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Inspection report

Date of Inspection: 9 February 2012
Date of Publication: 2 March 2012
Inspection Report published 2 March 2012 PDF | 53.28 KB

People should be treated with respect, involved in discussions about their care and treatment and able to influence how the service is run (outcome 1)

Meeting this standard

We checked that people who use this service

  • Understand the care, treatment and support choices available to them.
  • Can express their views, so far as they are able to do so, and are involved in making decisions about their care, treatment and support.
  • Have their privacy, dignity and independence respected.
  • Have their views and experiences taken into account in the way the service is provided and delivered.

How this check was done

We reviewed all the information we hold about this provider, carried out a visit on 09/02/2012, checked the provider's records, observed how people were being cared for, looked at records of people who use services, talked to staff and talked to people who use services.

Our judgement

People who come to Cotswold Care Hospice for care, treatment and support are treated with privacy and dignity. People are given information that enables them to be involved in the decisions made about the care they receive.

Overall, we found that Cotswold Care Hospice was meeting this essential standard.

User experience

We met and talked with seven people who were at Cotswold Care Hospice for treatment, support and care on the day of our visit. We asked them if they felt they had been treated in ways that maintained their privacy. People said that any confidential discussions, counselling, treatment or therapy was always carried out in private rooms. There were a number of treatment rooms or quiet rooms available for people. We were told that people had not had their private conversations with staff overheard and had not overheard private conversations between staff and other people. People said that they believed their records were held confidentially and not shared with people unless this had been agreed.

We asked people if they were given enough information about the care available to them at the service. People said that they were able to attend an assessment with staff before coming to the service and at that time were given "plenty" and "very clear" information about the service and what they could expect if they came for care. People said that they were asked "appropriate" and "relevant" questions about their needs and were given clear expectations about what the service could provide for them.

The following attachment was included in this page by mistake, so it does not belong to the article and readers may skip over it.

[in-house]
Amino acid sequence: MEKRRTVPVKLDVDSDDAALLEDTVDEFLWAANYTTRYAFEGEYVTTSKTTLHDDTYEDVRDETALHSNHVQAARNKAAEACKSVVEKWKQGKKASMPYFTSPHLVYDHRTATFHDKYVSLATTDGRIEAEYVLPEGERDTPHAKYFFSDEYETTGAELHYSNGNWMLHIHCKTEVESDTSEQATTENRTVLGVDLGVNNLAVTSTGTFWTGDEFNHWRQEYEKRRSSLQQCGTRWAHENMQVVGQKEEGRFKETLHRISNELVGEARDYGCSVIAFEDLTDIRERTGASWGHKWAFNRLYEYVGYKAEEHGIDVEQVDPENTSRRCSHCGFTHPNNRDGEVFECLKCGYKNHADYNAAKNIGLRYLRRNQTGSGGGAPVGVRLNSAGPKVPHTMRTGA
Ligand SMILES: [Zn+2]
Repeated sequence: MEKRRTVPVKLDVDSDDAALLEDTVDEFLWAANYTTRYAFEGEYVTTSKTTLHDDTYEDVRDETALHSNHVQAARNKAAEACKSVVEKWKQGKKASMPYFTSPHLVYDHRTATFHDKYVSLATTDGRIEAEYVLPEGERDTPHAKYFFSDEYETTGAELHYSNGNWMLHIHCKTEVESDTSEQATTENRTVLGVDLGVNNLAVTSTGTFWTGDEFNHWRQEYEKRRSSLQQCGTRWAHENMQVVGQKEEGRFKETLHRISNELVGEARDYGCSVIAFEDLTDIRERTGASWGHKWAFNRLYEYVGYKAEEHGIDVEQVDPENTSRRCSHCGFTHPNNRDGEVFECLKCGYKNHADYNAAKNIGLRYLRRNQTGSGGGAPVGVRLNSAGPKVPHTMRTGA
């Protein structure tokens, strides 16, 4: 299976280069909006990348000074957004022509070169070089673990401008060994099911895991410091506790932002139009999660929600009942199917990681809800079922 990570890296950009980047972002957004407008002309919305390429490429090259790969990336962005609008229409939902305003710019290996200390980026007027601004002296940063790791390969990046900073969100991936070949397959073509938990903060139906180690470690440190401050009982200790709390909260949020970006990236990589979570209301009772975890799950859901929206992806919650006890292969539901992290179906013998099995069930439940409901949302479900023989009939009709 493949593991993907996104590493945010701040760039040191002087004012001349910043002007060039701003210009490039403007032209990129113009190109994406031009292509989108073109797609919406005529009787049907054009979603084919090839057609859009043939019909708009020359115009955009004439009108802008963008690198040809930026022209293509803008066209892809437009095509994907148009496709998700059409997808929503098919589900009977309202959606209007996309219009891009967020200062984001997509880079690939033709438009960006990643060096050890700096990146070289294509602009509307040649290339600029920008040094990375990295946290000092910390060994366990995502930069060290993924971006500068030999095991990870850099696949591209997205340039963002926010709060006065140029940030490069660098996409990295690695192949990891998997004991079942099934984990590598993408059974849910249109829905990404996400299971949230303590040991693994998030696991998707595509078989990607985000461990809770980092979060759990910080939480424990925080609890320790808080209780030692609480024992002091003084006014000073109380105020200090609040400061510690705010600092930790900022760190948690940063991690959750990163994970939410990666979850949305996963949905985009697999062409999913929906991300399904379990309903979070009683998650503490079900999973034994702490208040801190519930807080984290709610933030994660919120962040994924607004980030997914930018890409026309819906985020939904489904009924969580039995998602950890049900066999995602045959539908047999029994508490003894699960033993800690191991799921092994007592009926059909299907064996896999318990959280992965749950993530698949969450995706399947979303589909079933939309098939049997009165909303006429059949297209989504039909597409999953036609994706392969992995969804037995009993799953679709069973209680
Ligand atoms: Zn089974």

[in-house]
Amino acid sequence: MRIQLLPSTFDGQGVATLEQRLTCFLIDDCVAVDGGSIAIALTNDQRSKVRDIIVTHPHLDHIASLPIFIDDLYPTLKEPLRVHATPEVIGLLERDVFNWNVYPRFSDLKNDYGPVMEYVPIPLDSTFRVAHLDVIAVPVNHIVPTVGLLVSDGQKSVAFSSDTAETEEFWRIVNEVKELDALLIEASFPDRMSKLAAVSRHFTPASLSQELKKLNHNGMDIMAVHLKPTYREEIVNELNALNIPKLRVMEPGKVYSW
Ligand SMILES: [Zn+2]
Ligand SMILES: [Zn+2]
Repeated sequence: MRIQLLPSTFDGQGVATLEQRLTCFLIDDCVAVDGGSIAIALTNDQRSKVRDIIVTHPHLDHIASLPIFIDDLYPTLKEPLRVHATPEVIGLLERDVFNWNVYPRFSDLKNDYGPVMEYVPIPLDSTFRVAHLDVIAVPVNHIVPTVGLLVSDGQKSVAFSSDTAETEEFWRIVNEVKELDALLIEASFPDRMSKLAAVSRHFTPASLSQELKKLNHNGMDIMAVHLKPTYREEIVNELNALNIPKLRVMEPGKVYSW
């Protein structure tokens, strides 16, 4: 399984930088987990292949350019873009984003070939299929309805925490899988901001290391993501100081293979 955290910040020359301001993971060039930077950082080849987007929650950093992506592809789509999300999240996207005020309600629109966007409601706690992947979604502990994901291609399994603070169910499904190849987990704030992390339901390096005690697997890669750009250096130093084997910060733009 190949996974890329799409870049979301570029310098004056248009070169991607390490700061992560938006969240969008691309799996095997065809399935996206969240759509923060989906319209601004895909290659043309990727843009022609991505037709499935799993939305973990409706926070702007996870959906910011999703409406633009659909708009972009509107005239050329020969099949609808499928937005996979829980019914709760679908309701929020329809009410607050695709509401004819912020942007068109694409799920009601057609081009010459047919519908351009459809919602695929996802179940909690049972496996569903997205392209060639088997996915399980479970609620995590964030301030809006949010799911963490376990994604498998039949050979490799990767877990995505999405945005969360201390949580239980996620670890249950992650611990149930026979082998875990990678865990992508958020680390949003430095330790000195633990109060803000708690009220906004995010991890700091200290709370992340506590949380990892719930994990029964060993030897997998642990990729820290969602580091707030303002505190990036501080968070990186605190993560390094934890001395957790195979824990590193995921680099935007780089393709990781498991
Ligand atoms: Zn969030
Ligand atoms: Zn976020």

One person that we met had also visited the service in the past with a close relative and told us that care and counselling services provided to families and carers was "a lifesaver".

Other evidence

We asked members of the care staff how they ensured that people were treated with privacy and dignity. We heard that staff made sure that all conversations that needed to be held in private were carried out in appointed treatment or quiet rooms. Staff said that they always knocked on doors before entering, even if rooms were thought to be unoccupied. We observed evidence of this during our visit.

Staff also told us that they respected people's choices and the right to make decisions. We were told that staff would accept a person's decision even if that decision involved risks to the person or made choices that might be deemed unwise.

In our observations of care, we saw staff treat people with respect and kindness. We saw that conversations even in the busier areas such as the dining room and art therapy room were respectful and focused upon the person as an individual. We saw that staff knew each person well, and knew their names and their likes and dislikes.

We saw that patient records and information held about patients, such as on whiteboards, was kept secure and in an area that was not open to patients or carers. Patient records were locked securely when not in use and were only available to people who had the authority to see them.

We asked the head of care services for evidence of the organisation listening to people who used the service and how that had influenced practice. We heard that one example was in the construction of a covered walkway from the carpark to the hospice entrance. This had been done in response to comments from people and to enable them to access the hospice from their transport without getting wet when it was raining. People had also been asked to contribute to how the landscaped garden area outside of the conservatory was designed and made.